Nothing seems to scream the 1960s more than a big, bright pink pop of Marilyn Monroe via Andy Warhol. That’s what greets visitors to the Heckscher Museum’s current exhibition, “From Frankenthaler to Warhol: Art of the ’60s and ’70s” on view through March 11. The 1967 screenprint is from a series of images, each distinctively colored and monumental in size, that the artist did of the movie star. With this portrait, Warhol changed the face of art. He brought consumer culture, glamour and fame off of movie and television screens, and onto the walls of museums and galleries. He challenged hierarchies even as he acknowledged the darker side of popular culture. Because of Warhol, we know all about Monroe’s commoditized face and what it signified—sex appeal, status and celebrity—but little about her persona. A kind of reverse Rembrandt.
The Divine One at the Met
The art of the 60s and 70s is complex, varied and as individualistic in its approach and meaning as the artists who created it. Some were responding to rapid changes in American life. Some were reacting to seismic political shifts. Some were mining the depths of the soul. But all were tapping into an exciting moment in which change and the new were embraced. “This period was a watershed,” said curator, Lisa Chalif. “America changed so dramatically and so quickly.”
That held true in politics, culture, music and art. Chalif draws attention to two distinct trends in the visual arts: artists who voiced their thoughts and interests through abstraction, and those who utilized and created new forms of realism. Articulated through vocabularies of Pop, Photorealism, Minimalism and Expressionism, in works of collage, sculpture, painting and printmaking, the artists in the show invite us to reflect on a moment and see how it resonates today.
The exhibition presents both canonical artists like Jasper Johns, Robert Rauschenberg, Romare Bearden, Andy Warhol and Helen Frankenthaler, and some who might not be as well known, like Lillian Dodson. Roy Lichtenstein’s “Seascape I” in the first gallery is a combination of visual and material wizardry, conceptualism and wit. His flat blue Ben-Day dots, common in comic books, fill an abstract ocean and play against a lenticular-sheet sky that mimics rounded clouds. It’s art made from artifice. It’s also the perfect example of one of the themes. “It’s an era that was characterized by artists pushing boundaries and investigating materials, and different content like everyday, mundane objects like soup cans. They’re all investigating something new,” Chalif said.
On one wall, the theme of food gave Chalif the opportunity to contrast the whimsy and humor of Claes Oldenburg. You’ll see his colorful lithograph “Flying Pizza” with the deadpan commentary of Warhol’s “Chicken Noodle” from his series of Campbell’s Soup cans. They lead to the complexity of Rauschenberg’s “Calf Startena,” a lithograph that utilizes appropriation of familiar symbols, like the red and white checkerboard Ralston Purina logo (the image and the work’s title refer to bags of animal feed). Rauschenberg cuts the bag up, flattens it out and superimposes painted and collaged elements—images of clocks and cars, stamps and scientific diagrams—over the innocent gaze of the baby calf. It captures a sense of bewilderment many people experienced at the lightning-fast changes in the world.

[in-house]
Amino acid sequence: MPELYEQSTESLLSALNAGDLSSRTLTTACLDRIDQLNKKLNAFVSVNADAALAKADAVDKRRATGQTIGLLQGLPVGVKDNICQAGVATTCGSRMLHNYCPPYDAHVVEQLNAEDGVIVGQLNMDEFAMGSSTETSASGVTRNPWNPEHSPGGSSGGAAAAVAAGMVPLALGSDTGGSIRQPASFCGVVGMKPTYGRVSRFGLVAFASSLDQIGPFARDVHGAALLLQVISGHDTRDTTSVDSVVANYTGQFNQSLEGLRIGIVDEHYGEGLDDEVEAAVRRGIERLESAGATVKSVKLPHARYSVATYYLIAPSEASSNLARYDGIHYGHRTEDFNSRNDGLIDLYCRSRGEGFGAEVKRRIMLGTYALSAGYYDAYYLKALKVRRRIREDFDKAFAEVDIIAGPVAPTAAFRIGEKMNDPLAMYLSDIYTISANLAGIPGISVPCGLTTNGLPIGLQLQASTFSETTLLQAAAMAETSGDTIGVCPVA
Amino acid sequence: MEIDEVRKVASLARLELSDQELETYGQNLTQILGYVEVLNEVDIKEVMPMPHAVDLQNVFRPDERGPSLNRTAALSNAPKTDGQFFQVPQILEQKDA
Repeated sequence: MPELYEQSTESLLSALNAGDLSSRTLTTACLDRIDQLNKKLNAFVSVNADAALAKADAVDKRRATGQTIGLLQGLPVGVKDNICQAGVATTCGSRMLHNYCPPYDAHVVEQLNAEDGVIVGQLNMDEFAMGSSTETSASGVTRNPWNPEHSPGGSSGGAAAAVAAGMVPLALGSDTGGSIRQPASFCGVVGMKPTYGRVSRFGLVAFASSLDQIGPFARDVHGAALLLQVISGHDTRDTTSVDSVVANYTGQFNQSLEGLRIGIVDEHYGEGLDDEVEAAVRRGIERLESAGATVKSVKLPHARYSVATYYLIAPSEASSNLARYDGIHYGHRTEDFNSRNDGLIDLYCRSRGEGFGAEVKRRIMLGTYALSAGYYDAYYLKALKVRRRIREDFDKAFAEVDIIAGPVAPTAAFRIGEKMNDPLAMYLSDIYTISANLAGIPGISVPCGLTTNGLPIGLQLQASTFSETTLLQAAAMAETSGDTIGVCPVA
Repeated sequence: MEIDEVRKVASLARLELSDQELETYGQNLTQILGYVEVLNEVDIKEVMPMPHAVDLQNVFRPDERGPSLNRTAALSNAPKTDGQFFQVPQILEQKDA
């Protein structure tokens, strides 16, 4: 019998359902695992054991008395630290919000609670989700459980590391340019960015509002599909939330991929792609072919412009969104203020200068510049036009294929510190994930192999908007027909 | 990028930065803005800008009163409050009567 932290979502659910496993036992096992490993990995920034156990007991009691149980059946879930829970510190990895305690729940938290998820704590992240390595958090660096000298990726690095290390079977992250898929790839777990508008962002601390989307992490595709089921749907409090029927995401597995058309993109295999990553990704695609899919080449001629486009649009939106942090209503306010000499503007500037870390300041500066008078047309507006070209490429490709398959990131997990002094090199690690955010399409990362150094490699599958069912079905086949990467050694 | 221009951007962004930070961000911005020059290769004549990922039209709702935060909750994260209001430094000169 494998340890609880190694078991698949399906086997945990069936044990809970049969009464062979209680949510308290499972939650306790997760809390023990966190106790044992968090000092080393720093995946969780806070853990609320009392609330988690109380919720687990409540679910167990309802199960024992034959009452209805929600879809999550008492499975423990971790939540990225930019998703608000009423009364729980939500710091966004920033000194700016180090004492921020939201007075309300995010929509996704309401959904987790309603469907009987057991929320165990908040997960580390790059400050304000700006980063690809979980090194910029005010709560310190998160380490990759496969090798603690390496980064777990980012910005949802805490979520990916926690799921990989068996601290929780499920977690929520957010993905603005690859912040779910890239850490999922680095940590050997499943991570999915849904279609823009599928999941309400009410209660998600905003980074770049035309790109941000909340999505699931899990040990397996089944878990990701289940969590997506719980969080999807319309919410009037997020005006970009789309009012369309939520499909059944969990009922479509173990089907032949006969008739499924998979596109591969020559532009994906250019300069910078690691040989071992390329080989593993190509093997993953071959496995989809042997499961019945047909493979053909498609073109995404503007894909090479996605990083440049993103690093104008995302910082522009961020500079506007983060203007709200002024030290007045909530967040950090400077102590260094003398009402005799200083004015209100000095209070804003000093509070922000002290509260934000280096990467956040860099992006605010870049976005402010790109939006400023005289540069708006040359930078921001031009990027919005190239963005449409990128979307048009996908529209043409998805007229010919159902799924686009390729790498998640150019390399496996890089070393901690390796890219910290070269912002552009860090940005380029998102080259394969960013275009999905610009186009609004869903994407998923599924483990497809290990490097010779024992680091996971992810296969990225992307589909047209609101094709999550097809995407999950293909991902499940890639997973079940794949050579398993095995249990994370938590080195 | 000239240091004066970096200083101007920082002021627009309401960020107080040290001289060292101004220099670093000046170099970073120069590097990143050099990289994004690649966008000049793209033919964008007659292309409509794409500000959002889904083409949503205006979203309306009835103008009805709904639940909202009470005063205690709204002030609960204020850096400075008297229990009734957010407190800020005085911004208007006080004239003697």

The race to space, splitting the atom and the universe within are echoed in “Coin Noir,” a show-stopping lithograph by James Rosenquist. Coin Noir, or “dark corner,” is the French term for black holes and astronomical concepts that had just been theorized in the 1960s, though not yet proven. The work comprises a series of three circular shapes, each of which contains additional circles. Visual references to the moon, the stars, the atom, the eye, the Zen concept of the void, along with an abstract form filled with red, blue and green dots (like the ones that appeared on early television screens when seen up-close) all hover against a black background speckled with white, creating a universe of possible readings. Rosenquist riffs on scientific discoveries, timeless eons and everyday experiences in an elegant, contemplative composition that engulfs the microcosm and the macrocosm and connects personal experience to great mysteries.
The exhibition includes several artists with local ties. Andy Warhol, Roy Lichtenstein, Larry Rivers, and Lillian Dodson are among those who lived on the Island. Photorealist pioneer, Audrey Flack, whose “Lady Madonna” touches on both the music and the feminist movement of the time, still lives on Long Island, as does Stan Brodsky, the much-admired Huntington painter and educator. The Photorealists were shepherded into a movement by Louis and Susan Meisel, NY gallerists who live on the East End. Many of the works were given to the museum by prominent Long Island collectors.
Chalif said that, as she prepared the works, even she was surprised by “how expansive the art is.” The post-war period in America was an incubator of ebullience that morphed into a revolution. The Vietnam war, flower children, protests, rock and roll, astronauts, civil rights, the rising importance of television and advertising, feminism and the Cold War is a lot to process. The era of the 60s and 70s, as seen in the Heckscher’s thoughtful and revealing exhibition, is as relevant and riveting as ever.